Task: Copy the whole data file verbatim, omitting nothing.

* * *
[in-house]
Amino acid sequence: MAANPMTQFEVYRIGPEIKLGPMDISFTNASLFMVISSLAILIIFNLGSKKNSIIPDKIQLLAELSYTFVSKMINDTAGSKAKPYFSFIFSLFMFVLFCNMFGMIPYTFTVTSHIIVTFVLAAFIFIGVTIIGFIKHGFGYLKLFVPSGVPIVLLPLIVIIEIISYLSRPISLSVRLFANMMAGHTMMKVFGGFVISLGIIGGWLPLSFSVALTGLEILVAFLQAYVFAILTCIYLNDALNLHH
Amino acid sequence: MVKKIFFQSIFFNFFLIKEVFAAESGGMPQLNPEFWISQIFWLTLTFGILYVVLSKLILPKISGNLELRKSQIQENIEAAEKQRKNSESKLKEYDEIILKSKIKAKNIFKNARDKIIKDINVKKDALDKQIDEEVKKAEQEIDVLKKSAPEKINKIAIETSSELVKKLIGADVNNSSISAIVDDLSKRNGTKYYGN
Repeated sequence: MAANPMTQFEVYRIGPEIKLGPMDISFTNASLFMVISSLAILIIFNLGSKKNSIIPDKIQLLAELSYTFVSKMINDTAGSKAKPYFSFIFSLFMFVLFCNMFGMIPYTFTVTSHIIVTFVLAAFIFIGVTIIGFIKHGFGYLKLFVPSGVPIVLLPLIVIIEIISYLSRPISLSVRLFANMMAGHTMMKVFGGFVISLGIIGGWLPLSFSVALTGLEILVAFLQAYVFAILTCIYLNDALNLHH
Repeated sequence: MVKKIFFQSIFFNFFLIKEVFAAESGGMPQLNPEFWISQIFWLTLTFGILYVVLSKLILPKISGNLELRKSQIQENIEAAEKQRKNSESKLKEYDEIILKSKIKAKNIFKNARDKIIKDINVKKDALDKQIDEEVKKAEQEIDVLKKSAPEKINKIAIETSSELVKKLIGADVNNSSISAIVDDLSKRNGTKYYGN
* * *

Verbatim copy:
[in-house]
Amino acid sequence: MAANPMTQFEVYRIGPEIKLGPMDISFTNASLFMVISSLAILIIFNLGSKKNSIIPDKIQLLAELSYTFVSKMINDTAGSKAKPYFSFIFSLFMFVLFCNMFGMIPYTFTVTSHIIVTFVLAAFIFIGVTIIGFIKHGFGYLKLFVPSGVPIVLLPLIVIIEIISYLSRPISLSVRLFANMMAGHTMMKVFGGFVISLGIIGGWLPLSFSVALTGLEILVAFLQAYVFAILTCIYLNDALNLHH
Amino acid sequence: MVKKIFFQSIFFNFFLIKEVFAAESGGMPQLNPEFWISQIFWLTLTFGILYVVLSKLILPKISGNLELRKSQIQENIEAAEKQRKNSESKLKEYDEIILKSKIKAKNIFKNARDKIIKDINVKKDALDKQIDEEVKKAEQEIDVLKKSAPEKINKIAIETSSELVKKLIGADVNNSSISAIVDDLSKRNGTKYYGN
Repeated sequence: MAANPMTQFEVYRIGPEIKLGPMDISFTNASLFMVISSLAILIIFNLGSKKNSIIPDKIQLLAELSYTFVSKMINDTAGSKAKPYFSFIFSLFMFVLFCNMFGMIPYTFTVTSHIIVTFVLAAFIFIGVTIIGFIKHGFGYLKLFVPSGVPIVLLPLIVIIEIISYLSRPISLSVRLFANMMAGHTMMKVFGGFVISLGIIGGWLPLSFSVALTGLEILVAFLQAYVFAILTCIYLNDALNLHH
Repeated sequence: MVKKIFFQSIFFNFFLIKEVFAAESGGMPQLNPEFWISQIFWLTLTFGILYVVLSKLILPKISGNLELRKSQIQENIEAAEKQRKNSESKLKEYDEIILKSKIKAKNIFKNARDKIIKDINVKKDALDKQIDEEVKKAEQEIDVLKKSAPEKINKIAIETSSELVKKLIGADVNNSSISAIVDDLSKRNGTKYYGN